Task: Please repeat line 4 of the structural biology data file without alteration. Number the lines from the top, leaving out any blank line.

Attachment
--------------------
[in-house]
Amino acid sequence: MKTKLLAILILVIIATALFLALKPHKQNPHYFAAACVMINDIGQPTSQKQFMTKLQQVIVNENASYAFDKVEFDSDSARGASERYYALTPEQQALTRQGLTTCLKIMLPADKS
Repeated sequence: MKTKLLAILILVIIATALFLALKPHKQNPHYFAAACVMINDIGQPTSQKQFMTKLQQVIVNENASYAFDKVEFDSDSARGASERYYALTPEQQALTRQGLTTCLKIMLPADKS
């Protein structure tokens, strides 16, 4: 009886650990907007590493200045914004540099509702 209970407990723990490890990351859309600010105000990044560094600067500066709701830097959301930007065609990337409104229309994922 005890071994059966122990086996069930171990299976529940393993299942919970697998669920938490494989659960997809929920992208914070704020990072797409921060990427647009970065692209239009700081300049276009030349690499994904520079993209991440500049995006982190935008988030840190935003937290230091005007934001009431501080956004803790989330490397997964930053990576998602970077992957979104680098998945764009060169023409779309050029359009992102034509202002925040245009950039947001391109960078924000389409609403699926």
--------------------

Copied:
């Protein structure tokens, strides 16, 4: 009886650990907007590493200045914004540099509702 209970407990723990490890990351859309600010105000990044560094600067500066709701830097959301930007065609990337409104229309994922 005890071994059966122990086996069930171990299976529940393993299942919970697998669920938490494989659960997809929920992208914070704020990072797409921060990427647009970065692209239009700081300049276009030349690499994904520079993209991440500049995006982190935008988030840190935003937290230091005007934001009431501080956004803790989330490397997964930053990576998602970077992957979104680098998945764009060169023409779309050029359009992102034509202002925040245009950039947001391109960078924000389409609403699926």